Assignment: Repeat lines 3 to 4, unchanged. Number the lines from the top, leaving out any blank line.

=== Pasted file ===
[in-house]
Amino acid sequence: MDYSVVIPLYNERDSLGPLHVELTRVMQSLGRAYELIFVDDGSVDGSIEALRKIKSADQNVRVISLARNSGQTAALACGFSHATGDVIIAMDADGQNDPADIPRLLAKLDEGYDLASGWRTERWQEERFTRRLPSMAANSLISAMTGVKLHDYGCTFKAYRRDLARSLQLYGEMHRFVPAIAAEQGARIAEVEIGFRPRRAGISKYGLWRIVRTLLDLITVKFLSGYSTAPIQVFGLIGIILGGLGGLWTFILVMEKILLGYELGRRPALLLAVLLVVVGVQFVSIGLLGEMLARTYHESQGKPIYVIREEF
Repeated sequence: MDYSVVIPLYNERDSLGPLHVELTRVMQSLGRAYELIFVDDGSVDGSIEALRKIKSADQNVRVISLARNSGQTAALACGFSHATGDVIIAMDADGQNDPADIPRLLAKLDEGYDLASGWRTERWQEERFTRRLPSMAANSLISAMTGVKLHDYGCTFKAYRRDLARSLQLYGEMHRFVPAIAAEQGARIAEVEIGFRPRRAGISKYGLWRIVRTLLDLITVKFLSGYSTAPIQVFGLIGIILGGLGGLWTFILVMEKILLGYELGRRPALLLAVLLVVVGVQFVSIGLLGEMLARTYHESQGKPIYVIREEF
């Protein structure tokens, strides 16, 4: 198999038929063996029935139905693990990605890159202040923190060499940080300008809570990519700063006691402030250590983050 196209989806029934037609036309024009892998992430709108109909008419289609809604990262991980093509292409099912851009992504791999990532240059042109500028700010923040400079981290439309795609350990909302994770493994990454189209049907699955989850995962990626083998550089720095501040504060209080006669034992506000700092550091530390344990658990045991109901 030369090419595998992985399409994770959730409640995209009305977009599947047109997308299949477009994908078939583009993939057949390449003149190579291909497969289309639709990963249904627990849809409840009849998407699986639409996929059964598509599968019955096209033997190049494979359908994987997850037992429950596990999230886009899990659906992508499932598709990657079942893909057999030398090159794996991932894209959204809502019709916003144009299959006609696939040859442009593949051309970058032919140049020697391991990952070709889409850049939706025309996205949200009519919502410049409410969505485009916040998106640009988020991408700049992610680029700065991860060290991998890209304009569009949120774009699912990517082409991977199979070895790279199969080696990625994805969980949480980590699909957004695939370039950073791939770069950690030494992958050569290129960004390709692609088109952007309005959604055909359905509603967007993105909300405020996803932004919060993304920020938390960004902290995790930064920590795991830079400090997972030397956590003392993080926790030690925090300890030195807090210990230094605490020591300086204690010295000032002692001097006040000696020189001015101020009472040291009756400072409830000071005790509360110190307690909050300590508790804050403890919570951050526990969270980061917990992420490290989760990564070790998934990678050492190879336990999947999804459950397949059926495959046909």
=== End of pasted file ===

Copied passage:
Repeated sequence: MDYSVVIPLYNERDSLGPLHVELTRVMQSLGRAYELIFVDDGSVDGSIEALRKIKSADQNVRVISLARNSGQTAALACGFSHATGDVIIAMDADGQNDPADIPRLLAKLDEGYDLASGWRTERWQEERFTRRLPSMAANSLISAMTGVKLHDYGCTFKAYRRDLARSLQLYGEMHRFVPAIAAEQGARIAEVEIGFRPRRAGISKYGLWRIVRTLLDLITVKFLSGYSTAPIQVFGLIGIILGGLGGLWTFILVMEKILLGYELGRRPALLLAVLLVVVGVQFVSIGLLGEMLARTYHESQGKPIYVIREEF
């Protein structure tokens, strides 16, 4: 198999038929063996029935139905693990990605890159202040923190060499940080300008809570990519700063006691402030250590983050 196209989806029934037609036309024009892998992430709108109909008419289609809604990262991980093509292409099912851009992504791999990532240059042109500028700010923040400079981290439309795609350990909302994770493994990454189209049907699955989850995962990626083998550089720095501040504060209080006669034992506000700092550091530390344990658990045991109901 030369090419595998992985399409994770959730409640995209009305977009599947047109997308299949477009994908078939583009993939057949390449003149190579291909497969289309639709990963249904627990849809409840009849998407699986639409996929059964598509599968019955096209033997190049494979359908994987997850037992429950596990999230886009899990659906992508499932598709990657079942893909057999030398090159794996991932894209959204809502019709916003144009299959006609696939040859442009593949051309970058032919140049020697391991990952070709889409850049939706025309996205949200009519919502410049409410969505485009916040998106640009988020991408700049992610680029700065991860060290991998890209304009569009949120774009699912990517082409991977199979070895790279199969080696990625994805969980949480980590699909957004695939370039950073791939770069950690030494992958050569290129960004390709692609088109952007309005959604055909359905509603967007993105909300405020996803932004919060993304920020938390960004902290995790930064920590795991830079400090997972030397956590003392993080926790030690925090300890030195807090210990230094605490020591300086204690010295000032002692001097006040000696020189001015101020009472040291009756400072409830000071005790509360110190307690909050300590508790804050403890919570951050526990969270980061917990992420490290989760990564070790998934990678050492190879336990999947999804459950397949059926495959046909």